The Society

Editorial – How Do You Do Theosophy?

Jan Nicolaas Kind – Brazil

The Society 2 Editorial
How ….?

It is often overlooked that Theosophy is a system of thought especially designed to make us aware that the only valid reason we’re here on this blue marble called Earth, is to serve and help others. In this material jungle of ours it is all about winning, our countries first, us against them, causing an acceleration of divisive thinking. In this context, I not seldom hear that many in our circles are preoccupied about the raison d'être of the TS or Theosophy even. They claim that the TS, 120-130 years ago, had something special or ‘new’ to share with the world but now that is all different. There are so many ‘spiritual’ organizations active who have continued the spreading of that what made the TS so unique many decades ago. This stance is quite incorrect and it demonstrates that many might not have fully understood what Theosophy and their vehicles stand for in this day and age.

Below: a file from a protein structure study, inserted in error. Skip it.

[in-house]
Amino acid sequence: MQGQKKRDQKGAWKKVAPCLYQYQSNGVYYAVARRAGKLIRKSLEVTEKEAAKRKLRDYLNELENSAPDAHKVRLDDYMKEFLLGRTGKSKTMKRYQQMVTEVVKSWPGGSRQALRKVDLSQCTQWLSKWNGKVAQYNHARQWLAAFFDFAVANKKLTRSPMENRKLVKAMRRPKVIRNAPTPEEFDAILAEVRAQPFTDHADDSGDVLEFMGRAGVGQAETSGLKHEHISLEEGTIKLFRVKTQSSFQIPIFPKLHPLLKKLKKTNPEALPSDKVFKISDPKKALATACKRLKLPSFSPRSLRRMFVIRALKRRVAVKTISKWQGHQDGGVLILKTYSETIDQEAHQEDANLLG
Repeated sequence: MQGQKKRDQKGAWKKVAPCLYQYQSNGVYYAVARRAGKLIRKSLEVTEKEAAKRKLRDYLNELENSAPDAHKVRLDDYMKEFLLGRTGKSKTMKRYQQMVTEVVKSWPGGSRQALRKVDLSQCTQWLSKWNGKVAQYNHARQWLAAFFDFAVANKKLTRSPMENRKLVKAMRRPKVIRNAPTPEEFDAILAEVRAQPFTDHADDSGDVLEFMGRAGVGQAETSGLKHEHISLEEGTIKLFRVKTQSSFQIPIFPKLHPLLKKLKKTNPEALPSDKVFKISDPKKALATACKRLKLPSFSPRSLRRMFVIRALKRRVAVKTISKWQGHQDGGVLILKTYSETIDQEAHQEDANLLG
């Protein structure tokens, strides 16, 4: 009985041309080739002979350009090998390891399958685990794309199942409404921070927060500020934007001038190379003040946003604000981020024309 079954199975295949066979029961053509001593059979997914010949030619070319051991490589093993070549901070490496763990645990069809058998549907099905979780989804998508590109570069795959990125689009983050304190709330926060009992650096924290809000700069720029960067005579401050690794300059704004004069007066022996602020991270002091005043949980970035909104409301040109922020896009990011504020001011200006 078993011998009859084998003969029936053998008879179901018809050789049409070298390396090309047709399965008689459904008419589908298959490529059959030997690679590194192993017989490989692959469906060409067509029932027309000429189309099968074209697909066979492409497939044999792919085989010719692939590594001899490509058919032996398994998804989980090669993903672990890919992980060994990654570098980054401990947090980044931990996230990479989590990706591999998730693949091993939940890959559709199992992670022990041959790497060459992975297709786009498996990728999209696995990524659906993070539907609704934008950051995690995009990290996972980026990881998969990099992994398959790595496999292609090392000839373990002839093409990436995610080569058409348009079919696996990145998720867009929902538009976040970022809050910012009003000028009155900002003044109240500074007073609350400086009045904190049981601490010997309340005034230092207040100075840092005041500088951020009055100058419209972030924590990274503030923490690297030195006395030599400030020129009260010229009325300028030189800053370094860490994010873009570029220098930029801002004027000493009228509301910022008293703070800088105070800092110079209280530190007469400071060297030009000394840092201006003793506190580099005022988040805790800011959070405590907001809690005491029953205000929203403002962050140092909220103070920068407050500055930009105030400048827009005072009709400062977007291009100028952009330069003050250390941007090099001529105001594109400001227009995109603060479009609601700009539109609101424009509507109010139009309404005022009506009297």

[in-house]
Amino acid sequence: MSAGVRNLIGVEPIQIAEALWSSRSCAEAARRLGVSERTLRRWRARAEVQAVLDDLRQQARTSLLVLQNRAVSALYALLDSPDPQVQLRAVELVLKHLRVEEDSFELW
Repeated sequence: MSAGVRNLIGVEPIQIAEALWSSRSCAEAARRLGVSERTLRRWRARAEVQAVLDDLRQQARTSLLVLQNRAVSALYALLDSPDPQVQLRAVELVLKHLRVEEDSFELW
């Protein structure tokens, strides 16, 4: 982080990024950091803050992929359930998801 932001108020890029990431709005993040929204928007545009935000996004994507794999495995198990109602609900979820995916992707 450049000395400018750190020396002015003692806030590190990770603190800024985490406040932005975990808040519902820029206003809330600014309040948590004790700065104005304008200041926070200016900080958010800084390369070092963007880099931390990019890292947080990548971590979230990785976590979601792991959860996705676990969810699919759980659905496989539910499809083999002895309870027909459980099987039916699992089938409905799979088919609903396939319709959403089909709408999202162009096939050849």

The state of affairs in the world around us is murky and while we are supposed to live in the shelter of each other, the obvious communion with others is hopelessly disturbed, under threat and overshadowed by ignorance and greed. Educational systems that were developed over the last 50 to 80 years are solely focused on modifying young world citizens into vicious competitors aiming for the ‘ultimate’ objectives in life: money, more money, status, and the latest smart-phone. The world, rapidly turning into a global village, is filled up with millions who are entangled in the shackles of materialism.